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The Supreme Court reiterated its holding in State v. Murray, 169 P.3d 955, 964 (2007), that a trial court must engage a defendant in an on-the-record colloquy to ensure the defendant is intelligently, knowingly, and voluntarily relinquishing the right to have all elements of a charged criminal offense proven beyond a reasonable doubt before the court may accept the defendant’s admission of an element of the crime. Further, the Court declined to establish an exception to the colloquy requirement when a stipulation is based on trial strategy or time constraints. Defendant was charged with operating a vehicle under the influence of an intoxicant (OVUII). Defendant stipulated to the fact that her blood was drawn and that the blood test results showed a blood alcohol concentration (BAC) of 0.1056 grams of alcohol per hundred milliliters or cubic centimeters of blood. The district court found Defendant guilty of OVUII. The Supreme Court vacated Defendant’s OVUII conviction, holding that the district court plainly erred in failing to engage Defendant in an on-the-record colloquy regarding the stipulation to the blood test results, as required by Murray, and erred in accepting the stipulation as evidence proving that Defendant’s BAC was .08 or more grams of alcohol per one hundred milliliters or cubic centimeters of blood. View "State v. Ui" on Justia Law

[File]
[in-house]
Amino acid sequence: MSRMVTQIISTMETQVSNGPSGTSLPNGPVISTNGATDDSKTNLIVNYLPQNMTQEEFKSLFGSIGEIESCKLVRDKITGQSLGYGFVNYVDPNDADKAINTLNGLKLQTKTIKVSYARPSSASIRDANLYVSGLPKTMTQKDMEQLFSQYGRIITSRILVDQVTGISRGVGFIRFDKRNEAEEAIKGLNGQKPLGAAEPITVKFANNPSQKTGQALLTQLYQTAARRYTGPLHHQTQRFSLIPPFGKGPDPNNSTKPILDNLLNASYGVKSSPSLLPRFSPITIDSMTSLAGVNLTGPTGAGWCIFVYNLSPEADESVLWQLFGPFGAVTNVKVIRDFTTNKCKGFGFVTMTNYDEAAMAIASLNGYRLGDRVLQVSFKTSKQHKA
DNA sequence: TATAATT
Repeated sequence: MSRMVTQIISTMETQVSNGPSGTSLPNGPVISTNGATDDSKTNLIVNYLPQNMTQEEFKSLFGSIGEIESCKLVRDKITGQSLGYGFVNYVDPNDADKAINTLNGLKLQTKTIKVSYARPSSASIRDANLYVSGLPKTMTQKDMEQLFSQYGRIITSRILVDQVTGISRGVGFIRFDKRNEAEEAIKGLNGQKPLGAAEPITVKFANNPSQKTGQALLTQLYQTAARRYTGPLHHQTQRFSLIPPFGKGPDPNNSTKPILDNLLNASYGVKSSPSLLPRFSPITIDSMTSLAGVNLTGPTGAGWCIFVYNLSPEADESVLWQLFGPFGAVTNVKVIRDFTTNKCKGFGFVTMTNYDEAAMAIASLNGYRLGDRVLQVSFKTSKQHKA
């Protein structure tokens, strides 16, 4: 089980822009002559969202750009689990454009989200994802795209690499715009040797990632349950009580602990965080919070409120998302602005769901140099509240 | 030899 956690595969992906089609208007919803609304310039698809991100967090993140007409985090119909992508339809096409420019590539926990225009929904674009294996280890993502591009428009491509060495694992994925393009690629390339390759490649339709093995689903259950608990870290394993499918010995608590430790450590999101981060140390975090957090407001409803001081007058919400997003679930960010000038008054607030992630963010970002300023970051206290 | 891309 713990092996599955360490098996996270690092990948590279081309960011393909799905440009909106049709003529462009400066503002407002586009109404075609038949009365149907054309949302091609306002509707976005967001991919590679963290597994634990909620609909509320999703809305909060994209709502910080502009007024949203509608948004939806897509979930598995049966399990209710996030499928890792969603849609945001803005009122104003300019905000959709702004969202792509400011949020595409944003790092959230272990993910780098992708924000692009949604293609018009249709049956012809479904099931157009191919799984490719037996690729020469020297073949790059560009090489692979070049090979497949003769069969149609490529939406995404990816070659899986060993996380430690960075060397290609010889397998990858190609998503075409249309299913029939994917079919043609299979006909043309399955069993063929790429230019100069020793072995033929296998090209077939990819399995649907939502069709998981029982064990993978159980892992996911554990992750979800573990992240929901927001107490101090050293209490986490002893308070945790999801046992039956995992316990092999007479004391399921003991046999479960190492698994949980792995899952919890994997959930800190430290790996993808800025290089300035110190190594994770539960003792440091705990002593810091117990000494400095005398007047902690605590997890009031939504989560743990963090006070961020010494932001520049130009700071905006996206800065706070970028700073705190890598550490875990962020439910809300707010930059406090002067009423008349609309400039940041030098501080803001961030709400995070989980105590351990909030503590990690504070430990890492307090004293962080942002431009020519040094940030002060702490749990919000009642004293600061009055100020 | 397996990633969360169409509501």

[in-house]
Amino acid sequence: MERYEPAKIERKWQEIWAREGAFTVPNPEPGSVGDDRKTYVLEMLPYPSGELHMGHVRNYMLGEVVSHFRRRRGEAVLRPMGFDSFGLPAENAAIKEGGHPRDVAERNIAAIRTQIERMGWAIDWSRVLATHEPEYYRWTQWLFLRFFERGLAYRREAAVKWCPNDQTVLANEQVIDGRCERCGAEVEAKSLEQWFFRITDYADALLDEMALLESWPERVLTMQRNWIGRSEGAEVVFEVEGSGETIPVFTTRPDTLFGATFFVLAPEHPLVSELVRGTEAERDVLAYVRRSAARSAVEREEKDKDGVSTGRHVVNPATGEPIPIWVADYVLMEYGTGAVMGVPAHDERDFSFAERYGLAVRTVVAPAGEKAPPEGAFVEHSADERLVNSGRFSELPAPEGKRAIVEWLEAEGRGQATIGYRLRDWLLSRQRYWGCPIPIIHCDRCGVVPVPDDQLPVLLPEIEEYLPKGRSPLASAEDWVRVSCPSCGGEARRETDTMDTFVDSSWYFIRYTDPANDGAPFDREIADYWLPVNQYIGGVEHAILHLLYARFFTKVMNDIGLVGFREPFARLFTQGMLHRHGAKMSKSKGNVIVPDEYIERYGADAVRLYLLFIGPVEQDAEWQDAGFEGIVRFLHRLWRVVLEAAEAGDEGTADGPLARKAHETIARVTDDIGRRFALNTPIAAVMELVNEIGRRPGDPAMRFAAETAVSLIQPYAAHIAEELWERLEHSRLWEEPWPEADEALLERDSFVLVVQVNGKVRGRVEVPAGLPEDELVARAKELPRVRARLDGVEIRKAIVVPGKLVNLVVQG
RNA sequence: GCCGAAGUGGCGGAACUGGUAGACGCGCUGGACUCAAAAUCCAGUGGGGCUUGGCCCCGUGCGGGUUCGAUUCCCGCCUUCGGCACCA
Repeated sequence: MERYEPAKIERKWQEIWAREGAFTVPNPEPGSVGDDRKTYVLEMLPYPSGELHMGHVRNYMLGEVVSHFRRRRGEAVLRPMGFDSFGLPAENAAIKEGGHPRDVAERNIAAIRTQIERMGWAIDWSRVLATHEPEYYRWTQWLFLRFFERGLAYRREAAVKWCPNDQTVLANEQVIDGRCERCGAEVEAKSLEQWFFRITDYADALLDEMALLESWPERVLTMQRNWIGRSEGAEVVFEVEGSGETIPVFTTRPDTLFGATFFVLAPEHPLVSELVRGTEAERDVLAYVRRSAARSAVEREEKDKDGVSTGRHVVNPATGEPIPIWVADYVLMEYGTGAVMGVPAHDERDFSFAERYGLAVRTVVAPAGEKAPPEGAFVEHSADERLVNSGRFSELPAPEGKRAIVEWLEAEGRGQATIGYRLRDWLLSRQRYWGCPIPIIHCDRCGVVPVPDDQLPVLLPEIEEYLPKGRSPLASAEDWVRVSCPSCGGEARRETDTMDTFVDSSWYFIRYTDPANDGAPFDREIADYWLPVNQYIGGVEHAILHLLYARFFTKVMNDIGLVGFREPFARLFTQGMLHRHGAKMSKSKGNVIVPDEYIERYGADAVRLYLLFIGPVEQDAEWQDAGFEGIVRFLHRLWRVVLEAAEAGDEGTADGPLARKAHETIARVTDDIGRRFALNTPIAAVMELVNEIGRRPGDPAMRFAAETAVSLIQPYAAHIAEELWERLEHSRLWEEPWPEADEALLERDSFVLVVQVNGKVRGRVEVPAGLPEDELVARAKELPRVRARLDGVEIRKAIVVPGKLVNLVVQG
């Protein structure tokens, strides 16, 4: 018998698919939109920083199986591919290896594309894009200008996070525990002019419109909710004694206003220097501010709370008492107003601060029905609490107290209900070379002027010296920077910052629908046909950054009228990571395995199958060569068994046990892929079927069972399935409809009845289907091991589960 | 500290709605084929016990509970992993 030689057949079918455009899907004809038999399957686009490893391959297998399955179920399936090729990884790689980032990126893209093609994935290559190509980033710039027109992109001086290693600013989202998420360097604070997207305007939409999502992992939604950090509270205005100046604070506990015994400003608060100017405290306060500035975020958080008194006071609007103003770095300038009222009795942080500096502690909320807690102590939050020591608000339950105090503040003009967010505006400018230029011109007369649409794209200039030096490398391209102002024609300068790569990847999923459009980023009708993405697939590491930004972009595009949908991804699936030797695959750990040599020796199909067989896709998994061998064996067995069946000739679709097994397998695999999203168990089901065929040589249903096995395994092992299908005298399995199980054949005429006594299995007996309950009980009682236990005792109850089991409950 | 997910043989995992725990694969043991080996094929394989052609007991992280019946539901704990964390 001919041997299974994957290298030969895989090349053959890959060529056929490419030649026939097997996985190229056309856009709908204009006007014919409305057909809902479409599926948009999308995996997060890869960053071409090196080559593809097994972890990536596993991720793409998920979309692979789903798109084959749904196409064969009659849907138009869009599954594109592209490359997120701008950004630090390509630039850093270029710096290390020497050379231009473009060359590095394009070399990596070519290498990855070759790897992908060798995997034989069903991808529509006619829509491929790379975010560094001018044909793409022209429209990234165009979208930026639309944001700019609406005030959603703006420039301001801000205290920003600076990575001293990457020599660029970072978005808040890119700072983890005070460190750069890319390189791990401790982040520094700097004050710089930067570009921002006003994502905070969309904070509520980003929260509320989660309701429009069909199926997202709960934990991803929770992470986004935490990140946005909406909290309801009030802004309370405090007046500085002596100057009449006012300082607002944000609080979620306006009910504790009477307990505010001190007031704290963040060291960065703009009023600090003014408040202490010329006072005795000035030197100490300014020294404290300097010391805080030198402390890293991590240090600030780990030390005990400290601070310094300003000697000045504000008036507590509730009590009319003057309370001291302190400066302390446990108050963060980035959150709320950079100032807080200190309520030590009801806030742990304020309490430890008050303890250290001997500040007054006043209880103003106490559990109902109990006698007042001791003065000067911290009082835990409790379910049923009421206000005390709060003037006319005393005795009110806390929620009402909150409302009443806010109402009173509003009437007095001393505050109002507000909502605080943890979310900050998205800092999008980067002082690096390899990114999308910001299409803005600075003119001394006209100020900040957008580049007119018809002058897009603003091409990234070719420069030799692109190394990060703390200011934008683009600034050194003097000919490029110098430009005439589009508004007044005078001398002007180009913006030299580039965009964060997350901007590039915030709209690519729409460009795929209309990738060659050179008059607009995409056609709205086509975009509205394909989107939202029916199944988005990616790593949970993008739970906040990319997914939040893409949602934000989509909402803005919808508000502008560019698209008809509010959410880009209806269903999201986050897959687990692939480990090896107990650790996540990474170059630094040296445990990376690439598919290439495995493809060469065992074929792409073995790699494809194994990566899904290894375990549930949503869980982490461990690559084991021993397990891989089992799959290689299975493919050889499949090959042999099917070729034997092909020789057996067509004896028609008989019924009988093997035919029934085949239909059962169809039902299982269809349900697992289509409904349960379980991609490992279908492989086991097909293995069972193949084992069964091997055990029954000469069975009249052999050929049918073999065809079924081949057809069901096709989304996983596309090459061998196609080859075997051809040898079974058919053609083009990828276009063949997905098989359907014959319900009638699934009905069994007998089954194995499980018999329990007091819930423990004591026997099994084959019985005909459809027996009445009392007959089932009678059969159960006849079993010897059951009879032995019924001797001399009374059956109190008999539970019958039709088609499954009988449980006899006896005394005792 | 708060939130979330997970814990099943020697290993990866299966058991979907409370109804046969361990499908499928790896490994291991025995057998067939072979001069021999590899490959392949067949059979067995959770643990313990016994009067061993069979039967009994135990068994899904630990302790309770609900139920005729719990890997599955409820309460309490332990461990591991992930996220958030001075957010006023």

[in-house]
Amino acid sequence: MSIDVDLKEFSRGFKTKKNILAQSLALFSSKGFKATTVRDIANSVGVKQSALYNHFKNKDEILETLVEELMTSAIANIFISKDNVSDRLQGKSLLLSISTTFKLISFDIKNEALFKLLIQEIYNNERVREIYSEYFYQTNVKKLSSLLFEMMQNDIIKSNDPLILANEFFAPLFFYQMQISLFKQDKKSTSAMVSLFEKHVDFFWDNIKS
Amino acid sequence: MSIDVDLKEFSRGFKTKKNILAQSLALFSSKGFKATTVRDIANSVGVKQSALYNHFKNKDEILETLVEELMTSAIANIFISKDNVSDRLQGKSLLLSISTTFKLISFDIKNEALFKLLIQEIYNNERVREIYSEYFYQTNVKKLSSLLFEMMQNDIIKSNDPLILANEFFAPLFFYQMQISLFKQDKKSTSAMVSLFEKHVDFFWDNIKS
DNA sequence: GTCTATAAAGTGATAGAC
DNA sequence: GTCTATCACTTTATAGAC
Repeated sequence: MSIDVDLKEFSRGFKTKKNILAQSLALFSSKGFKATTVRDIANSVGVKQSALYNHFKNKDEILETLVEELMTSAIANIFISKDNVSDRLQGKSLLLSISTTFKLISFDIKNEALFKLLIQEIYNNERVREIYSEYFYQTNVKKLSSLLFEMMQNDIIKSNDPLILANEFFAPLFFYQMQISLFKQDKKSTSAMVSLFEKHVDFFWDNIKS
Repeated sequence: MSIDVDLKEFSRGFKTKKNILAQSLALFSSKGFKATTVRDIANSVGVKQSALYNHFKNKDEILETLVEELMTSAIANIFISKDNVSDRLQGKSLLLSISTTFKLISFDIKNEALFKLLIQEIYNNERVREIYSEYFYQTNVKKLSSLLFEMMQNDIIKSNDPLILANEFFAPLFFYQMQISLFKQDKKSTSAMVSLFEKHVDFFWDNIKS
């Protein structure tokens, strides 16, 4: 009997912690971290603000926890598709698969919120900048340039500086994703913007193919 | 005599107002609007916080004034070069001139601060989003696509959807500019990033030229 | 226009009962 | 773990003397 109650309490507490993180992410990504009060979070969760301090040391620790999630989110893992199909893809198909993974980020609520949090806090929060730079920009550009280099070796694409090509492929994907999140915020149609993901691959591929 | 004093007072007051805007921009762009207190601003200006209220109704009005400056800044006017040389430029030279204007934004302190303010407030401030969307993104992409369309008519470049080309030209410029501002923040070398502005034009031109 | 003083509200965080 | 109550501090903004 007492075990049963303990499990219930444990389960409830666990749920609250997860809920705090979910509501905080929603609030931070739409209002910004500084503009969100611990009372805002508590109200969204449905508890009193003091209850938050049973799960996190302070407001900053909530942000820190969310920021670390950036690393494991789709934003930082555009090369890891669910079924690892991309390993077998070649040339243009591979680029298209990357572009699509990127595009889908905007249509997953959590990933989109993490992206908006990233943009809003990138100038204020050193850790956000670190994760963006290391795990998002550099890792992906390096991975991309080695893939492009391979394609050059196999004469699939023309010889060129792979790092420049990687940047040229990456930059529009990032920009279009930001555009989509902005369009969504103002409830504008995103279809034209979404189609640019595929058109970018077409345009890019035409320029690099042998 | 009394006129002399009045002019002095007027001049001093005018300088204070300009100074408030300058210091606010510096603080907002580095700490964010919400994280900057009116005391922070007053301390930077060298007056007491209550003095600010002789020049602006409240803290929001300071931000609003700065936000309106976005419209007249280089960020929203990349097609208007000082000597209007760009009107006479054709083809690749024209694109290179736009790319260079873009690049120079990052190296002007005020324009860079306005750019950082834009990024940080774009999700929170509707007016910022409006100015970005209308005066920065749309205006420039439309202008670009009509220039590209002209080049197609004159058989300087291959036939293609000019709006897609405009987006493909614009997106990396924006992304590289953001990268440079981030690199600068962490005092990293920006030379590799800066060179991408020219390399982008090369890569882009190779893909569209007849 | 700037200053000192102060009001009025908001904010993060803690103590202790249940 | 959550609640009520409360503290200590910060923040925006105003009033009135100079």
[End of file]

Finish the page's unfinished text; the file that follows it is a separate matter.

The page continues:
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The Supreme Court vacated Defendant’s conviction for operating a vehicle under the influence of an intoxicant, holding that the record did not support a conclusion that Defendant’s waiver of the right to testify at trial was voluntarily, intelligently, and knowingly made, and the error was not harmless beyond a reasonable doubt. The intermediate court of appeals affirmed the conviction, concluding that the district court’s end-of-trial Tachibana colloquy was adequate and that Defendant’s waiver of the right to testify was validly made. The Supreme Court vacated the lower courts’ judgments and remanded the case to the district court for further proceedings, holding (1) the Tachibana colloquy was deficient where the district court did not engage in a true colloquy with Defendant to ascertain her understanding of the stated constitutional principles and to ensure that Defendant’s decision not to testify was made with an understanding of these principles; and (2) the error was not harmless. View "State v. Celestine" on Justia Law